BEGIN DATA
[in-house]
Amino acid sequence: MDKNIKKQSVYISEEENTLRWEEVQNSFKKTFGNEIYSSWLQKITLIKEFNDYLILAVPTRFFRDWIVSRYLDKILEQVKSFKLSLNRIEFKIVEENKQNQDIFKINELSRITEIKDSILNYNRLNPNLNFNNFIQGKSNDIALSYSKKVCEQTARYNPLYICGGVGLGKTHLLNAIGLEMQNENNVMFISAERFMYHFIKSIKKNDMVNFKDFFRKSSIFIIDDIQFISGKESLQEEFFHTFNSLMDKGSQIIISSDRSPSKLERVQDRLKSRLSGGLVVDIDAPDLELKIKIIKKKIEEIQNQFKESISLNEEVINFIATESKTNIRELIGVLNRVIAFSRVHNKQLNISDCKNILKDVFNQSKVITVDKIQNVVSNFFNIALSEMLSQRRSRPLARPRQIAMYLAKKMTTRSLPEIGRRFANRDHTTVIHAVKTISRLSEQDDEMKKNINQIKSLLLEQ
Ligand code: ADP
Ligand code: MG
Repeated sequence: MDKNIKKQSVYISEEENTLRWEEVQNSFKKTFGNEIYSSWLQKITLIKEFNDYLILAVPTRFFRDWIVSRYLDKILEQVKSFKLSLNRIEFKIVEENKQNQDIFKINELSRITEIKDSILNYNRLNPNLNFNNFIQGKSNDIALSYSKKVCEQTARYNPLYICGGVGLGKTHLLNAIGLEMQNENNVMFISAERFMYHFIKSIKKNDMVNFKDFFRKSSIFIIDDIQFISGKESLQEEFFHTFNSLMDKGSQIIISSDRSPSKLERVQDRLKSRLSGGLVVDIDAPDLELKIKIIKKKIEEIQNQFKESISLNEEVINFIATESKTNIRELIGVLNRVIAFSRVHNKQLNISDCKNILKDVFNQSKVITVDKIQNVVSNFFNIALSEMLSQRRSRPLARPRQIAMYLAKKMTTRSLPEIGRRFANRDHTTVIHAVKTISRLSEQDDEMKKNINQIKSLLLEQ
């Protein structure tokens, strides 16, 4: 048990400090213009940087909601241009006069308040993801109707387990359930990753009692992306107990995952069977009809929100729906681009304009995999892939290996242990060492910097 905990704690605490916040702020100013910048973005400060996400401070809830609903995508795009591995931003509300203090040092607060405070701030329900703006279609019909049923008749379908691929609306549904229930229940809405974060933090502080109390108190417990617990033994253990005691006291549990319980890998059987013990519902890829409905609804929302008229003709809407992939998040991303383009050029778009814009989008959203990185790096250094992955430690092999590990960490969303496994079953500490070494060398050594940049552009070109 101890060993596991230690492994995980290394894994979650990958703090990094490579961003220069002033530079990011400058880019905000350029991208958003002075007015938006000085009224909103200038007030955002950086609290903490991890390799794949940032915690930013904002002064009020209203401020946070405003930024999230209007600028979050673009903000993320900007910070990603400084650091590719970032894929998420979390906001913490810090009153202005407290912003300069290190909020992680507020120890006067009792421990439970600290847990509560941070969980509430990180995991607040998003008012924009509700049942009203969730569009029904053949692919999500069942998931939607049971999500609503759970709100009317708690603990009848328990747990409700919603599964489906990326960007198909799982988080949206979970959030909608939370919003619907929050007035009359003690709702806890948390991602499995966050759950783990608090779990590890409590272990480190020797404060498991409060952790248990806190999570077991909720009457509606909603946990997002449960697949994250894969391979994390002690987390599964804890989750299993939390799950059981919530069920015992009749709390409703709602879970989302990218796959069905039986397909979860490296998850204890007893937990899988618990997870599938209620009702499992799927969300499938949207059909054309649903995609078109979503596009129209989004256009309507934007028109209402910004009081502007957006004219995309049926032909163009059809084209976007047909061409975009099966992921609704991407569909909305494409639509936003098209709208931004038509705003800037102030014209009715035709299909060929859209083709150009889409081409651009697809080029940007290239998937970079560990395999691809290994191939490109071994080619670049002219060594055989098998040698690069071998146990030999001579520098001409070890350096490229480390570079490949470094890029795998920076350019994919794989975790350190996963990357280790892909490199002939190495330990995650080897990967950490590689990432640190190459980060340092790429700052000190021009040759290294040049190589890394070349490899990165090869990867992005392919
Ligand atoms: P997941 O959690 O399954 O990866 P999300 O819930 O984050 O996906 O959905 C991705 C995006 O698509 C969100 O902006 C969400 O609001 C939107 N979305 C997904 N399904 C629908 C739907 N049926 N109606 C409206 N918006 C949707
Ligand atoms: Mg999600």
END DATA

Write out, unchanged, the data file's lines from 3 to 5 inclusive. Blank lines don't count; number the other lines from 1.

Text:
Ligand code: ADP
Ligand code: MG
Repeated sequence: MDKNIKKQSVYISEEENTLRWEEVQNSFKKTFGNEIYSSWLQKITLIKEFNDYLILAVPTRFFRDWIVSRYLDKILEQVKSFKLSLNRIEFKIVEENKQNQDIFKINELSRITEIKDSILNYNRLNPNLNFNNFIQGKSNDIALSYSKKVCEQTARYNPLYICGGVGLGKTHLLNAIGLEMQNENNVMFISAERFMYHFIKSIKKNDMVNFKDFFRKSSIFIIDDIQFISGKESLQEEFFHTFNSLMDKGSQIIISSDRSPSKLERVQDRLKSRLSGGLVVDIDAPDLELKIKIIKKKIEEIQNQFKESISLNEEVINFIATESKTNIRELIGVLNRVIAFSRVHNKQLNISDCKNILKDVFNQSKVITVDKIQNVVSNFFNIALSEMLSQRRSRPLARPRQIAMYLAKKMTTRSLPEIGRRFANRDHTTVIHAVKTISRLSEQDDEMKKNINQIKSLLLEQ